By Emilio San Pedro
BBC Americas Editor
Exiles poured onto Miami's streets at the news of Castro's handover
It was the moment the Cuban exile community in Miami, which numbers more than a million, had been awaiting for decades - the news that Fidel Castro had for one reason or another transferred or left power altogether.
The official news a year ago was that Mr Castro had undergone emergency intestinal surgery and was transferring power for the first time since he took over in 1959, but only temporarily, to his brother Raul, his designated successor.
Minutes later, exiles in Miami began pouring into the streets of the city's Little Havana district to celebrate the news which many of them believed signalled the end of Mr Castro's rule.
Most of them - being used to having to extrapolate different meanings from the news that comes out of the island - were certain that the transfer had occurred because Mr Castro had possibly already died.
Their speculation was fuelled even further by the secrecy with which the Cuban authorities dealt with Mr Castro's illness, which has been designated a state secret.
A year on, Fidel Castro says he is still involved in state affairs
Soon there were thousands of people gathering or driving by the emblematic late-night Cuban cafe, Versailles, which became the focal point of the celebrations.
Leading political figures of the exile community also took part in the celebrations, echoing the thoughts of people on the streets that the end of the revolution was nigh.
There was a great deal of talk about Raul Castro and whether he would differ or remain the same as his older brother if he were to remain in power, even for a short while.
The celebrations continued for nearly a week, but began to dwindle as the news from Cuba seemed to indicate that Mr Castro had indeed survived his operation and that little had changed either politically or on the streets of the island.
There were no signs of popular revolts against the regime as many in Miami had hoped for or predicted.
Nor was there any sign that the carefully crafted plans for a smooth transition of power had suffered any kind of internal revolts within the all-powerful Communist Party.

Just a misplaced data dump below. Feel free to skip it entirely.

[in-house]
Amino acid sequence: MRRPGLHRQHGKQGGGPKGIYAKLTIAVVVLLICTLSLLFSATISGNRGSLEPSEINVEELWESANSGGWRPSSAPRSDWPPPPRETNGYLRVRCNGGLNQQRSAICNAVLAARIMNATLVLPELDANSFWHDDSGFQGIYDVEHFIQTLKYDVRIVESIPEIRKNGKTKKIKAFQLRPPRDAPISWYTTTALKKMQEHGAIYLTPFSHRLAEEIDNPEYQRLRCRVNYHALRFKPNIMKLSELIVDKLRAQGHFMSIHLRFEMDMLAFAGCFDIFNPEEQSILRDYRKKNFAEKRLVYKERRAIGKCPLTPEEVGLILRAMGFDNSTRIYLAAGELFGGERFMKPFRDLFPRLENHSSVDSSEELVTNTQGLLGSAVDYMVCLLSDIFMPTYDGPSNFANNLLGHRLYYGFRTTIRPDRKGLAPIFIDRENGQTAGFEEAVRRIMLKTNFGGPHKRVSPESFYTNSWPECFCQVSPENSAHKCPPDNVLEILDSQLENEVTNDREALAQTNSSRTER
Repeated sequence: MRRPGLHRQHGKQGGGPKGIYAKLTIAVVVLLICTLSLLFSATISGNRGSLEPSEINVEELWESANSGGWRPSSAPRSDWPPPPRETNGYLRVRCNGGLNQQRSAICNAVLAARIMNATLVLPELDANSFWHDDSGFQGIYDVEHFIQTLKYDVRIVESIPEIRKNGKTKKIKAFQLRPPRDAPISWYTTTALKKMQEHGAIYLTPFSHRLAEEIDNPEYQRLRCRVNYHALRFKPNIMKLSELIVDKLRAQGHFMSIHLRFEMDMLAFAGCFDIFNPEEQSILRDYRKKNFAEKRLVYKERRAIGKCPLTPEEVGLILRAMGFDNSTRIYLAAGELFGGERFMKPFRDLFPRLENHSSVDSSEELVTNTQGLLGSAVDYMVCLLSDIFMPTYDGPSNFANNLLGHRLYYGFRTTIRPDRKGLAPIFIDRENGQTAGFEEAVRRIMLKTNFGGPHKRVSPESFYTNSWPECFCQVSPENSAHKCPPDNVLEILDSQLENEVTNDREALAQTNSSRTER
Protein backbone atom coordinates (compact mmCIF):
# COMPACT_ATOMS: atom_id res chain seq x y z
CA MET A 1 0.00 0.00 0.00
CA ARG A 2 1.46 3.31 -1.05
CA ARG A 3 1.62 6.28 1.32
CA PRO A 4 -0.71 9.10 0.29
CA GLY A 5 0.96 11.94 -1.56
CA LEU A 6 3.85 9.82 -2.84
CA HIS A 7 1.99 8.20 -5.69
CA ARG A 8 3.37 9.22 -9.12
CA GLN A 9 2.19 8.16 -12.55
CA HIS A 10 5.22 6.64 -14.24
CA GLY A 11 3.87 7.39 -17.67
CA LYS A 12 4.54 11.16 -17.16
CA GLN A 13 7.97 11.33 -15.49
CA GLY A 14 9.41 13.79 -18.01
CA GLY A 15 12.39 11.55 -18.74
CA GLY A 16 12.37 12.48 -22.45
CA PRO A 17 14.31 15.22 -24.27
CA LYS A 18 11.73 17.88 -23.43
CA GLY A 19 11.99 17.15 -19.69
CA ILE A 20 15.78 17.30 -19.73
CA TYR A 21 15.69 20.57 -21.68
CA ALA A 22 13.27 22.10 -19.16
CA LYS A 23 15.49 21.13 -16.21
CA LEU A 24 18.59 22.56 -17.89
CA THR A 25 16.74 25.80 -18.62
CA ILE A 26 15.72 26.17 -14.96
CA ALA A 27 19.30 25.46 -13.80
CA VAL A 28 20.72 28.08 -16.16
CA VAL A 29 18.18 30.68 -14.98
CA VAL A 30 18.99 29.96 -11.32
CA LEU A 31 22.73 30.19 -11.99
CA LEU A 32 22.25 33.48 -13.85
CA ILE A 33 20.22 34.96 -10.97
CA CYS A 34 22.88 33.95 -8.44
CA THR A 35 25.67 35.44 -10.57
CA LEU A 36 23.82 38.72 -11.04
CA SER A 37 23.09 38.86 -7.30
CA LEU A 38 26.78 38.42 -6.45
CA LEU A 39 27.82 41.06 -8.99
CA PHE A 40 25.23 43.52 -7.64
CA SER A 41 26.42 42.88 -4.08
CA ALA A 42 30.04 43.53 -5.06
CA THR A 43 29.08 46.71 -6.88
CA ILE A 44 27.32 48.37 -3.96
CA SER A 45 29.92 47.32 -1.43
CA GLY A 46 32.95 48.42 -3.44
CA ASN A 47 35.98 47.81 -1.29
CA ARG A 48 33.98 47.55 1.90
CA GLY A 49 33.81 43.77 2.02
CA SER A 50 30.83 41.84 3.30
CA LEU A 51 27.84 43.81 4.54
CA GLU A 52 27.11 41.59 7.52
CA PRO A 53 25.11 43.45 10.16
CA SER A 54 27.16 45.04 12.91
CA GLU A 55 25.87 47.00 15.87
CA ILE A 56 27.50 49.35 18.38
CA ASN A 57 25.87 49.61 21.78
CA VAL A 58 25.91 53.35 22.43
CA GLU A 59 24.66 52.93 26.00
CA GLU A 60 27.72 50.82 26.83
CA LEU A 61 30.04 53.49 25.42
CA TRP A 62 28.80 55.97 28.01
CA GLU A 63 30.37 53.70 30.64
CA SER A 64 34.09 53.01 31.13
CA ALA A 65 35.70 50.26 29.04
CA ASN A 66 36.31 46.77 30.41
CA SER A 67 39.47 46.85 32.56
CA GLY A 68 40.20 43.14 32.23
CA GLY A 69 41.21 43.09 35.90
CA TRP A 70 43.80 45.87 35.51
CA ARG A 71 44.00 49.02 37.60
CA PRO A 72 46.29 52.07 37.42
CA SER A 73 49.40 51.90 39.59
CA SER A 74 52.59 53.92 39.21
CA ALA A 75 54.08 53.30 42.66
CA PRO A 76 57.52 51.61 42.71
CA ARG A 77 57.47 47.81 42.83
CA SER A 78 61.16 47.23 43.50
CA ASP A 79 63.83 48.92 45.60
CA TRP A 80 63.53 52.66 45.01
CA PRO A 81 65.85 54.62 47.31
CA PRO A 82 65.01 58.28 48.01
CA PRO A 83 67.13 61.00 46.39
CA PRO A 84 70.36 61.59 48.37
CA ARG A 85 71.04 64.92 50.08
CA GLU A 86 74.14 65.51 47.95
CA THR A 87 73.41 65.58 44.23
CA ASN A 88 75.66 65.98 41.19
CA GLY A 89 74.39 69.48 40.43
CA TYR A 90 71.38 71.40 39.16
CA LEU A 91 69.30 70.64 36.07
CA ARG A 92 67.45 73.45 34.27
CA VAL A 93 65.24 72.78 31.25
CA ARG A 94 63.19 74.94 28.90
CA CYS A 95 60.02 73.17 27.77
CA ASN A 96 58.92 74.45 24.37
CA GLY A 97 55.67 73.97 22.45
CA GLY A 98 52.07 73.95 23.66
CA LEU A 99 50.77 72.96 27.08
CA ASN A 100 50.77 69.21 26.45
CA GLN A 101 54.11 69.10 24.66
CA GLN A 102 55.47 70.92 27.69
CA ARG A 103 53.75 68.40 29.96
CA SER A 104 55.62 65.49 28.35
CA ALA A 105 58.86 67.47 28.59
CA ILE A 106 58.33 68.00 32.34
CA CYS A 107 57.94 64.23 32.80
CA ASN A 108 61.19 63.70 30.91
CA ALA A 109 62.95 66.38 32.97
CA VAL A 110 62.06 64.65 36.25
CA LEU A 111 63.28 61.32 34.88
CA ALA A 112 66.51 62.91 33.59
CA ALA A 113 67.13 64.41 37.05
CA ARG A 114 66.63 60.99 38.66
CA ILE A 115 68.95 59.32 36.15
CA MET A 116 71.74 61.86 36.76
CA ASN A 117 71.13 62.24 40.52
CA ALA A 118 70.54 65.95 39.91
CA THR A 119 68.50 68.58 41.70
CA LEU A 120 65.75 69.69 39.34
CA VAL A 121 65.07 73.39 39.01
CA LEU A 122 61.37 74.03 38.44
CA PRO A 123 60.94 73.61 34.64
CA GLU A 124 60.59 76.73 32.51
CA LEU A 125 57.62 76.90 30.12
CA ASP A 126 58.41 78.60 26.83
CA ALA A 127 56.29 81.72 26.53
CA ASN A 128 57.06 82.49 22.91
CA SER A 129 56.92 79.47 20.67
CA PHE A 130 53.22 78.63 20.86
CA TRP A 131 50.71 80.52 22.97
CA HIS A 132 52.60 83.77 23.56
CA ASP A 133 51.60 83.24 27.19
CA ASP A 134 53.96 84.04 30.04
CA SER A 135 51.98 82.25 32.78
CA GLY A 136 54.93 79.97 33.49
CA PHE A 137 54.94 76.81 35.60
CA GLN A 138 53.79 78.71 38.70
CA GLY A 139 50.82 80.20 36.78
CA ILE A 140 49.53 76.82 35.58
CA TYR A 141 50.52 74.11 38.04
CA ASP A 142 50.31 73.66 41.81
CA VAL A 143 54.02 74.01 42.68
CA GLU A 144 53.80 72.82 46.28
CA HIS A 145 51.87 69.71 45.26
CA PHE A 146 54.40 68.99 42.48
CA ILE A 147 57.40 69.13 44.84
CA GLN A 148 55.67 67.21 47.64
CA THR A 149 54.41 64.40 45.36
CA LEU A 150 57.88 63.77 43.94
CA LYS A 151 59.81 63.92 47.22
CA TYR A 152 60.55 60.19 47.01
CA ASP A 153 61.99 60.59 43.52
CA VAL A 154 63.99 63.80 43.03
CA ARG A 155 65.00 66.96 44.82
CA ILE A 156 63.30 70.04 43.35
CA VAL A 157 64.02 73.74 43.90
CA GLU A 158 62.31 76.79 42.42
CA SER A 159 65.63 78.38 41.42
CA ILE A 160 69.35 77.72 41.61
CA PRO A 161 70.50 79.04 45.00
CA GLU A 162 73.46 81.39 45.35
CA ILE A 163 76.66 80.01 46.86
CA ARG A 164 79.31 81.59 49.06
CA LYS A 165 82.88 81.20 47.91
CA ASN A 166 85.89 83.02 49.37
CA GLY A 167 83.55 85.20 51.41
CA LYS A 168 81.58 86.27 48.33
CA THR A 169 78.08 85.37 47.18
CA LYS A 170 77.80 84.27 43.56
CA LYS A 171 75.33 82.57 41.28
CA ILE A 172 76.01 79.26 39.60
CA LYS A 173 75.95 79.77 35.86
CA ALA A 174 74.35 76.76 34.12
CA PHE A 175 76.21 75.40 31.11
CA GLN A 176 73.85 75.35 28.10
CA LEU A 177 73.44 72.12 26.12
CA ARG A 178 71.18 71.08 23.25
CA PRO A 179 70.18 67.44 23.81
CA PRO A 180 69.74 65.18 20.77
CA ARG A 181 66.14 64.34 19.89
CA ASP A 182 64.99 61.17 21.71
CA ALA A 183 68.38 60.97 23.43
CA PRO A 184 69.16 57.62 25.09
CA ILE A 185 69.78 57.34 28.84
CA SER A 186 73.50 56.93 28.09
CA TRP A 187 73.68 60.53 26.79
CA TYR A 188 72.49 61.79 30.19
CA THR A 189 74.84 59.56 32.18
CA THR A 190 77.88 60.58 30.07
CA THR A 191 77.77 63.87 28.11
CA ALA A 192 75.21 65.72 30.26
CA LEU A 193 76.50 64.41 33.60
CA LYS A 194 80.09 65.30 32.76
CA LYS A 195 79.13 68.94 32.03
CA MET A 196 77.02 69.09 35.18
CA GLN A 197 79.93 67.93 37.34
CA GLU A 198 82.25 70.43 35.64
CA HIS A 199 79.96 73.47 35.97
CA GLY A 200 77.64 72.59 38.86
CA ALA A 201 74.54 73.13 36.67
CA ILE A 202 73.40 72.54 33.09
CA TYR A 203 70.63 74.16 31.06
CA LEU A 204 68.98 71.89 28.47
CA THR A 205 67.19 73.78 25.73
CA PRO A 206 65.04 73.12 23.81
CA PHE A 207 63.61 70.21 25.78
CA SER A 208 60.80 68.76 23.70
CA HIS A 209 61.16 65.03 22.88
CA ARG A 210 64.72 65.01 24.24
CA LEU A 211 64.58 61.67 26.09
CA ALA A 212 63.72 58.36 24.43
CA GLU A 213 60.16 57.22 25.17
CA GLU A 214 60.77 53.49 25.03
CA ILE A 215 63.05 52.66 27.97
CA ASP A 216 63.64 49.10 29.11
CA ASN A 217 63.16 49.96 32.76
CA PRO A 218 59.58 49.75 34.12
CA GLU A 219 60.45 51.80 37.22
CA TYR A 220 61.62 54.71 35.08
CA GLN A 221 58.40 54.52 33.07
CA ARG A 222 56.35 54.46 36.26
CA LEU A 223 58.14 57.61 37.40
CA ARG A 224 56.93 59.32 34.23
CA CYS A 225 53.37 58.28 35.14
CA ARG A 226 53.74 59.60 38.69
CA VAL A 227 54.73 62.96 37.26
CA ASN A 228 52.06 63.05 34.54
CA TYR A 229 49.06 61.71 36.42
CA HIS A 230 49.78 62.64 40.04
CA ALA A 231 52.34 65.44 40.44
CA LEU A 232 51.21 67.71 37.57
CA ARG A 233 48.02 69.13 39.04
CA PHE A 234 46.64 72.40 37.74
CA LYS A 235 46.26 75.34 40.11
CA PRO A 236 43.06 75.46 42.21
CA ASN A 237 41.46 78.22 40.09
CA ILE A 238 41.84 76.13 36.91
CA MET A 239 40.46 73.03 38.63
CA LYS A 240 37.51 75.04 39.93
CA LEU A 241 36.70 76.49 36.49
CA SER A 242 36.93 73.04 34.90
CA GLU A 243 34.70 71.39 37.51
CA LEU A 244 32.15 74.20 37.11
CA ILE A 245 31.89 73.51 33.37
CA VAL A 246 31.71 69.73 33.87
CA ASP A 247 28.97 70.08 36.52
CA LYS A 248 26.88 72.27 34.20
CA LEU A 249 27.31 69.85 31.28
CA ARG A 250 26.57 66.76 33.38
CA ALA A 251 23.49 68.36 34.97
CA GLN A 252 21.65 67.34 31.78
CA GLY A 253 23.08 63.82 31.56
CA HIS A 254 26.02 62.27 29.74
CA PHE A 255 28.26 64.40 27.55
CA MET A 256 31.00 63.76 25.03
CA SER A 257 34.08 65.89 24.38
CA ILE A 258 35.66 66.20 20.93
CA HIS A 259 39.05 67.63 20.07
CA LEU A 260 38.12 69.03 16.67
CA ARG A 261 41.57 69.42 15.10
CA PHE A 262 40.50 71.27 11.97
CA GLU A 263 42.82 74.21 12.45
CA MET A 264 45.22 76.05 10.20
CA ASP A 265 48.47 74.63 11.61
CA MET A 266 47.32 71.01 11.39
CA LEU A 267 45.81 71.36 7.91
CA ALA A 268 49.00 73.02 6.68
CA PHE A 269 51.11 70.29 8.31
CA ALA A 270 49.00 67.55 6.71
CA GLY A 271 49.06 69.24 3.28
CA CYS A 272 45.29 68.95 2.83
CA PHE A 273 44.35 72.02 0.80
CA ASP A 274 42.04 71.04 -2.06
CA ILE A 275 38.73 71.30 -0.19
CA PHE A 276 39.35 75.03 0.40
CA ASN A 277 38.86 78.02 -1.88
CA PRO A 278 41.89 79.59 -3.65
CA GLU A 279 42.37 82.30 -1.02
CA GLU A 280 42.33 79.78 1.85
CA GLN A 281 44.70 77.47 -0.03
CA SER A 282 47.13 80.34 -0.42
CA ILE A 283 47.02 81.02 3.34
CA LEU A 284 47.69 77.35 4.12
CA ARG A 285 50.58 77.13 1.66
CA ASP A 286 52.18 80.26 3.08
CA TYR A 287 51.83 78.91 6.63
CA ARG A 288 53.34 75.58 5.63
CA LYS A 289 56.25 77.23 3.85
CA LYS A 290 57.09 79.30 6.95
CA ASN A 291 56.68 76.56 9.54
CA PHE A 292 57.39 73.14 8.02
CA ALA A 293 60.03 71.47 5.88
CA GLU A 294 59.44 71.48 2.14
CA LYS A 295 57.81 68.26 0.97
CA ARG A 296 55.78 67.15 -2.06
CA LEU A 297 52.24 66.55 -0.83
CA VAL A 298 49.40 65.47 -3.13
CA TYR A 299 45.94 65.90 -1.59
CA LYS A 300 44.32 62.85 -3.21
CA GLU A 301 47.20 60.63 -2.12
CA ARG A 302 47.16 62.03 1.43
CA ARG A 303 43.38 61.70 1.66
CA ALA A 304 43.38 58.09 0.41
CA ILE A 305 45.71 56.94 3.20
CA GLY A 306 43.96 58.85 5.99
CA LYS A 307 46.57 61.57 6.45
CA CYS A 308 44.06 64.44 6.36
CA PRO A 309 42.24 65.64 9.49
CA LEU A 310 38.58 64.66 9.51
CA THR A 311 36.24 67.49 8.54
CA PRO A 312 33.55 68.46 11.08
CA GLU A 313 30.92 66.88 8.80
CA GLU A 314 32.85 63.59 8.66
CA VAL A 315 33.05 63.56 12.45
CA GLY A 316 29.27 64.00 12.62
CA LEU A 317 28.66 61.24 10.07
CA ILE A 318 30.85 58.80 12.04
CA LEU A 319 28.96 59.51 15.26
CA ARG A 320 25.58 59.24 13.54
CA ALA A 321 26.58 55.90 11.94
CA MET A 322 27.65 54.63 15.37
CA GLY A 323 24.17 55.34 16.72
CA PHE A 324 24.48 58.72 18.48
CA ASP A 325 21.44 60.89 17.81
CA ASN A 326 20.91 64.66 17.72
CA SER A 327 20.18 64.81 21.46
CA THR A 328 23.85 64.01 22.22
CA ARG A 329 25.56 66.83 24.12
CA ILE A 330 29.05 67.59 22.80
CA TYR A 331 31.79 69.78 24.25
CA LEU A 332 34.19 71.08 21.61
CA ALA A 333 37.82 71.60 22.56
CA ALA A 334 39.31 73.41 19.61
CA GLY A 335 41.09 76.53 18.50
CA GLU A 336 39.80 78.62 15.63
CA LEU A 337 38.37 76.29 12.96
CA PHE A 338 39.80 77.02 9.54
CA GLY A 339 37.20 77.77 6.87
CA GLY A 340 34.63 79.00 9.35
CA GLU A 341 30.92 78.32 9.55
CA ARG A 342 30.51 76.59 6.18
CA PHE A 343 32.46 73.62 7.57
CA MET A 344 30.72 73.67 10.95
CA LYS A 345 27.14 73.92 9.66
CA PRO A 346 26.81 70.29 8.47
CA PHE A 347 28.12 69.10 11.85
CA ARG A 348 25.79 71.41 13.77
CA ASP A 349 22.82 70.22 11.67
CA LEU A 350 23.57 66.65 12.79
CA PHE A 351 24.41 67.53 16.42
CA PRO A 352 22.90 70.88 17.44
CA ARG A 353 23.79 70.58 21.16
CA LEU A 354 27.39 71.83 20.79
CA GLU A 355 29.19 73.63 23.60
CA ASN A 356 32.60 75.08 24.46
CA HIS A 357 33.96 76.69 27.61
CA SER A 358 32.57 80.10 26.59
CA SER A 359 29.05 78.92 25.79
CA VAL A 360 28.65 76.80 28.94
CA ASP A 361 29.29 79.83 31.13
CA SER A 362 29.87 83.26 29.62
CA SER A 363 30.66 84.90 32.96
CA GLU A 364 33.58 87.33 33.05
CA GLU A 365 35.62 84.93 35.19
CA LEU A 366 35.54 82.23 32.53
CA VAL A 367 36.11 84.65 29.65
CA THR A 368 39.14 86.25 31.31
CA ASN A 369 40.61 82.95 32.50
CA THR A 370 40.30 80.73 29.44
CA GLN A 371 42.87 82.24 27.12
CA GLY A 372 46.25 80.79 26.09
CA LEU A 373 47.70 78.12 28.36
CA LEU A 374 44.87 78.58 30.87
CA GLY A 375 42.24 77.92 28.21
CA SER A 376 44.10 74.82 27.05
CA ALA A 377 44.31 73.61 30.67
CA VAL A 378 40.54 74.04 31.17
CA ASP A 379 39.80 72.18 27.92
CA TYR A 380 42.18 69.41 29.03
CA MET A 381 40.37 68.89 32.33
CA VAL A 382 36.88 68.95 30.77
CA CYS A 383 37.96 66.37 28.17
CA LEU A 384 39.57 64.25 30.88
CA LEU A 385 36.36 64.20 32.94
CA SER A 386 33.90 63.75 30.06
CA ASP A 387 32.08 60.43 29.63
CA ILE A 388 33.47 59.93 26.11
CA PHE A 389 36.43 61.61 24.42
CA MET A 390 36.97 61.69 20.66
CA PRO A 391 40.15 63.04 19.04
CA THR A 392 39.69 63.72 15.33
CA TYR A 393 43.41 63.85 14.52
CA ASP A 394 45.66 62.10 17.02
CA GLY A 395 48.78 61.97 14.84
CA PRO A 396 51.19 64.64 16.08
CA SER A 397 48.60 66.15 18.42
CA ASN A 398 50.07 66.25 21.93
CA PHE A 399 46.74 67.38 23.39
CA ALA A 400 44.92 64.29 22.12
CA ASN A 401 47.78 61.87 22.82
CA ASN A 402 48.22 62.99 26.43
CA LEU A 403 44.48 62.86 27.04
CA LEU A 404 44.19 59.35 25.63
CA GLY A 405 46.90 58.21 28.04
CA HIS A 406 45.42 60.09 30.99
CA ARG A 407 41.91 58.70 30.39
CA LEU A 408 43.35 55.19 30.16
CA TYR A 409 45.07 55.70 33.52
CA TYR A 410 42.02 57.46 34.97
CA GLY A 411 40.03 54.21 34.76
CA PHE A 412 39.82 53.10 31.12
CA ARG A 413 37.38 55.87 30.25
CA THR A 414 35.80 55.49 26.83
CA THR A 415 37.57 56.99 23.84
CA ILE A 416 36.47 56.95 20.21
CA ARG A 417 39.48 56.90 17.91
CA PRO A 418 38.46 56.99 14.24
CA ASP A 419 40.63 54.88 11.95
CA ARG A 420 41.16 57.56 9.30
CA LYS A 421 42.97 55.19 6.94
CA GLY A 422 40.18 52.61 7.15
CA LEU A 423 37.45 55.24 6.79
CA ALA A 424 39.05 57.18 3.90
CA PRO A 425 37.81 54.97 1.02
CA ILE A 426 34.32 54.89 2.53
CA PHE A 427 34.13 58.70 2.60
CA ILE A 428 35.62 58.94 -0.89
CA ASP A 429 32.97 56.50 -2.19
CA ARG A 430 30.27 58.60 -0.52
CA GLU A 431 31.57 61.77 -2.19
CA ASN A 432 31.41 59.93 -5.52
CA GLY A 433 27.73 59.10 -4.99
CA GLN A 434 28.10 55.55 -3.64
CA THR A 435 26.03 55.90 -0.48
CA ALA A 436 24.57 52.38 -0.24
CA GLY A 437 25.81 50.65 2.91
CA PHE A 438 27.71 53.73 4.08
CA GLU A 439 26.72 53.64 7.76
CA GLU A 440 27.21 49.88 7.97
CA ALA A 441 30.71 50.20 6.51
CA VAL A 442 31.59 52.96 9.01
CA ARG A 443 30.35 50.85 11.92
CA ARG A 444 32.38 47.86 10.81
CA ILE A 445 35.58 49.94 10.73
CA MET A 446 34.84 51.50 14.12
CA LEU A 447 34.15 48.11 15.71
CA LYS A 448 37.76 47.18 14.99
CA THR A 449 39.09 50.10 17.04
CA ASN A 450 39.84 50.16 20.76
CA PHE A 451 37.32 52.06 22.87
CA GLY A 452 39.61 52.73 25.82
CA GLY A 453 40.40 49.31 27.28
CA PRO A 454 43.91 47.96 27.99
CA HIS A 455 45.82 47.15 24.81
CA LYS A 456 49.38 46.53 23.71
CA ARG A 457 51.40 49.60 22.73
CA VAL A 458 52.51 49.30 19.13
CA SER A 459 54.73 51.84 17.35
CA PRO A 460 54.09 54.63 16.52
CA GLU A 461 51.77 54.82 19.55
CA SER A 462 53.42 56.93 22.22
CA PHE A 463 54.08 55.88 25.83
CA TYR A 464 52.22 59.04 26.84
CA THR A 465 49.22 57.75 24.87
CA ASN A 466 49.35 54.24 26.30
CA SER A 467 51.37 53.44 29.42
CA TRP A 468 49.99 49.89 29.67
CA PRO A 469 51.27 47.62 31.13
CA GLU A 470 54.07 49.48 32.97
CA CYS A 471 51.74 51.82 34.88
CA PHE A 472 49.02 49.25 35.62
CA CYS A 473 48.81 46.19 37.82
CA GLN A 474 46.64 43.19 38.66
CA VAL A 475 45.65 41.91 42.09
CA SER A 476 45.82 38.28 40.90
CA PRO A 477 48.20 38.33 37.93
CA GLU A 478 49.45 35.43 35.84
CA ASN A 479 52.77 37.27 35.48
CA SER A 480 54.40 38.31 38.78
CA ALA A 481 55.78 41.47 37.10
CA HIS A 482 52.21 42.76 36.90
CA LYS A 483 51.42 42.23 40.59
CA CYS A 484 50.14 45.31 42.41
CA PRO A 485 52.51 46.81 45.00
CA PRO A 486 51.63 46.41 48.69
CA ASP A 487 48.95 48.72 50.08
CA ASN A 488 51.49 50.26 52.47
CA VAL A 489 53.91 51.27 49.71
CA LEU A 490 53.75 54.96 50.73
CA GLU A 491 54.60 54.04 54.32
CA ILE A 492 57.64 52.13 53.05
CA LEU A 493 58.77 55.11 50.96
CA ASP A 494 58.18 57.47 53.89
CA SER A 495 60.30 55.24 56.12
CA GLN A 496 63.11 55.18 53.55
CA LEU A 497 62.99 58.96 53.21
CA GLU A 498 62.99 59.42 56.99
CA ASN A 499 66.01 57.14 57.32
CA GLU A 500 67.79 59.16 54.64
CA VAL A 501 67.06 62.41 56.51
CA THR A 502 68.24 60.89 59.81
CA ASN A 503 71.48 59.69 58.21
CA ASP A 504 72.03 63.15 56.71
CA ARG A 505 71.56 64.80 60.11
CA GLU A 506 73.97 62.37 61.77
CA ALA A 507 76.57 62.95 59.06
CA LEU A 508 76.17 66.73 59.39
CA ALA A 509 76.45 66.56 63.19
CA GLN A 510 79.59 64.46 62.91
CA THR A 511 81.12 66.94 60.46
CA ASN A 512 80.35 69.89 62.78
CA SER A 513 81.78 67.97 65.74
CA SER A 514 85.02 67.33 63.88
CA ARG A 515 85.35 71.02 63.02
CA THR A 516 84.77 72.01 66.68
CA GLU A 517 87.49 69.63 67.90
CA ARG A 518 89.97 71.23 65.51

That initial euphoria in Miami has turned into renewed frustration among exiles as the political change they believed was possibly imminent has failed to materialise.
For Andro Nodarse Leon, of the Cuban American National Foundation, a large part of the blame lies with the United States and the international community.
"A significant opportunity was missed by them to effect real democratic change on the island," says the 30-year-old, who grew up in Cuba but now lives in Miami.
"More pressure should have been put on the communist regime and a greater attempt should have been made by the US, the EU and others to identify people within the communist power structure who want change, but need some kind of incentive before they act," he added.
"Dissidents on the island have also not received the support they needed from the international community," says Mr Nodarse Leon.
This lack of pressure had only helped to solidify "the legitimacy of the Castro brothers and their attempt to push some kind of a monarchical type succession on the Cuban people rather than a real transition of any kind", he said.
"Nevertheless, we're still hopeful that Raul will have a legitimacy issue on his hands, when his elder brother is no longer around to provide moral support as he's been doing from behind the scenes," he says.
This is a clear reference to the fact that most Cuban exiles are banking on political change happening once Fidel Castro has either passed away or been removed from power altogether due to his illness.
However, in the latest instalment of his series of articles for the state-owned newspaper, Granma, the Cuban president said he was recovering and promised he would continue to struggle to help strengthen the Cuban revolution.
He also praised his brother, Raul, and the leadership of the Communist Party for the way they had handled the difficult political situation sparked by his illness last year.
And he lambasted the United States which he described as "the only real and destructive empire in the world".
It would, therefore, appear that a year on from what many analysts described as a seismic shift in Cuban politics, both the Cuban government and its exiled counterparts in Miami remain entrenched in the same diametrically opposed political positions they have occupied for decades.